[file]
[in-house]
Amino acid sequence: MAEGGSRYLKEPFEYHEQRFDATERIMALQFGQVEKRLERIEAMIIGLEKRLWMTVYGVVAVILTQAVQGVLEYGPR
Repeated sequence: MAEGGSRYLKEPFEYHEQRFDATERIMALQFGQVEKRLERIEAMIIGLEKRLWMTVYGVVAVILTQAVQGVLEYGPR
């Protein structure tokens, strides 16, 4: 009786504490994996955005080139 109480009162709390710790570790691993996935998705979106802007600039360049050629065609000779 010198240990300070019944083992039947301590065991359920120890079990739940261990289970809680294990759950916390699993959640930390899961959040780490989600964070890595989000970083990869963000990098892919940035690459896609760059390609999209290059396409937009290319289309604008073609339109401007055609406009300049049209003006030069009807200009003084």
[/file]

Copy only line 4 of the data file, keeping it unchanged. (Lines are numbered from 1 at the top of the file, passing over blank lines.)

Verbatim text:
């Protein structure tokens, strides 16, 4: 009786504490994996955005080139 109480009162709390710790570790691993996935998705979106802007600039360049050629065609000779 010198240990300070019944083992039947301590065991359920120890079990739940261990289970809680294990759950916390699993959640930390899961959040780490989600964070890595989000970083990869963000990098892919940035690459896609760059390609999209290059396409937009290319289309604008073609339109401007055609406009300049049209003006030069009807200009003084």